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Clinical inquiries. Does postcoital voiding prevent urinary tract infections in young women?

Authors:
November 2002 (Vol. 51, No. 11)
CLINICAL INQUIRIES
FROM THE FAMILY PRACTICE INQUIRIES NETWORK
Does postcoital voiding prevent
urinary tract infections in young
women?
Bert Beisel, MDWayne Hale, MD
Moses Cone Family Medicine Residency Program Greensboro, NC
Rebecca S. Graves, MLS
J. Otto Lottes Health Sciences Library University of MissouriColumbia
EVIDENCE-BASED ANSWER
Healthy women who urinate within 15 minutes of sexual intercourse may be slightly less likely to develop a
urinary tract infection (UTI) than women who do not urinate afterward (grade of recommendation: D,
extrapolation of single case-control study with nonsignificant findings).
EVIDENCE SUMMARY
A literature review revealed only 1 small case-control study. The goal of this study was to identify possible risk
factors for developing UTIs among young, healthy women who presented to the University of California at Los
Angeles student health center.
1
A total of 225 women were enrolled in the study. Exclusion criteria included
pregnancy, diabetes, vaginitis, can-didiasis, a history of more than 1 prior UTI, hospitalization, or
catheterization 4 weeks before study enrollment. The women were surveyed regarding their dietary habits,
clothing, sexual and urinary habits, and birth control methods used. From mid-stream urine samples, the
authors identified 44 cases of UTI and 181 controls presenting to the health center without urinary symptoms or
a history of UTI. A UTI was defined as the presence of more than 50,000 colony forming units of a single
species of bacteria per milliliter of urine and the report of 1 or more of the following symptoms: painful urination,
frequent urination, urination at night, and urgent need to urinate, or blood in the urine. A primary UTI case was
further defined as a not having had a prior history of UTI; a secondary UTI case was defined as a patient who
reported 1 prior UTI.
Women who urinated < 15 minutes after intercourse had an estimated relative risk (RR) of 0.40 (95%
confidence interval [CI], 0.092.17) for developing a primary case of UTI, and an estimated RR of 0.92 (95%
CI, 0.184.88) for developing a secondary UTI. These findings were not statistically significant, but the power
was too low to rule out a potential effect.
This single small case-control study had several limitations. It was not a randomized controlled trial, which
would be required to prove that post-coital voiding is an effective intervention. The study included only young,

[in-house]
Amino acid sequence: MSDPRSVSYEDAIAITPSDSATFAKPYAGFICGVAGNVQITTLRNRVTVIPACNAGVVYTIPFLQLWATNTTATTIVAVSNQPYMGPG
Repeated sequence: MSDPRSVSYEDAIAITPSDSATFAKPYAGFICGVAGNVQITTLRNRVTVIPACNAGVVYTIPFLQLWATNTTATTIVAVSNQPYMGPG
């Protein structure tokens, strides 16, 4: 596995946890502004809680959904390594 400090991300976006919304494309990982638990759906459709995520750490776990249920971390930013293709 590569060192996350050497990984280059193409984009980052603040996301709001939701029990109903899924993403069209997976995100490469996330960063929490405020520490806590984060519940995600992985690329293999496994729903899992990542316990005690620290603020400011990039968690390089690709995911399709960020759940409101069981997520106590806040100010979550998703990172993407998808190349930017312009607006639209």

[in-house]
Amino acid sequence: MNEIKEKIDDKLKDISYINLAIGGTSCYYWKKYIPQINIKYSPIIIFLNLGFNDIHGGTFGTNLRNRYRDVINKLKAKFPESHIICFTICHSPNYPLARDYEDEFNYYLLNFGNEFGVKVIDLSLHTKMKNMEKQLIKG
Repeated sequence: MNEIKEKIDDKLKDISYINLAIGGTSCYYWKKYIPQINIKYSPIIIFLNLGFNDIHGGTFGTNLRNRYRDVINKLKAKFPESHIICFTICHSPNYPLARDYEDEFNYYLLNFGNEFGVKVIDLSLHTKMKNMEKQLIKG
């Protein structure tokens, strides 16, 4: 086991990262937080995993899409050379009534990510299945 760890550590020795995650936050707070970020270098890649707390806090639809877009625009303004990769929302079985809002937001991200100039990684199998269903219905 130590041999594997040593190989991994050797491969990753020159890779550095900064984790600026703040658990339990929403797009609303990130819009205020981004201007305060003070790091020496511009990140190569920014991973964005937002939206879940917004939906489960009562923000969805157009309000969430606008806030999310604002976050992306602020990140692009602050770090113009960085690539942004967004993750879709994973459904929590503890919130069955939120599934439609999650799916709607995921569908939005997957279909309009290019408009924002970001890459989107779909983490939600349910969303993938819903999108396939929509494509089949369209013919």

healthy women and excluded women with recurrent UTIs, a subpopulation of sexually active patients who may
particularly benefit from the intervention. Finally, the study lacked adequate sample size to detect a small-to-
moderate effect of postcoital voiding.
RECOMMENDATIONS FROM OTHERS
A major urology text does not specifically address the prevention strategy of postcoital voiding.
2
However,
Griffith’s 5 Minute Clinical Consult recommends that women with frequent or intercourse related UTIs should
empty [their] bladder immediately before and following intercourse and consider post-coital antibiotic
treatment.”
3
Furthermore, the American College of Obstetricians and Gynecologists District II NYS
recommends urinating after sexual intercourse to prevent recurrent cystitis.
4
Read a Clinical Commentary by Jay Moreland, MD, online at http://www.FPIN.org.
REFERENCES
1. Foxman B, Frerichs RR. Am J Public Health 1985;75:13147.
2. Schaeffer A. Infections of the urinary tract. In: Walsh PC et al, eds. Campbell’s
Urology. 7th ed. Philadelphia, PA: WB Saunders; 1997;533614.
3. Dambro M R. ed. Griffith’s 5-Minute Clinical Consult. 10th ed. Baltimore: Lippincott,
Williams & Wilkins; 2002.
4. Nusbaum M, Schwarz R. Decreasing your chance of a urinary tract
T
HE JOURNAL OF FAMILY PRACTICE ©2002 Dowden Health Media
... A urinalysis that reveals both bacteriuria and pyuria is considered clinically diagnostic of infection. Traditionally, confirmatory cultures have been obtained to verify the infection and identify the specific organism(s) involved (Beisel and Graves, 2002). Urinary bladder infection is considered to be the most common bacterial infection. ...
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Griffith's 5-Minute Clinical Consult
  • Mr Ed Dambro
Dambro MR. ed. Griffith's 5-Minute Clinical Consult. 10th ed. Baltimore: Lippincott, Williams & Wilkins; 2002.
Decreasing your chance of a urinary tract THE JOURNAL OF FAMILY PRACTICE ©2002 Dowden Health Media
  • M Nusbaum
  • R Schwarz
Nusbaum M, Schwarz R. Decreasing your chance of a urinary tract THE JOURNAL OF FAMILY PRACTICE ©2002 Dowden Health Media
  • B Foxman
  • Rr Frerichs
Foxman B, Frerichs RR. Am J Public Health 1985;75:1314–7.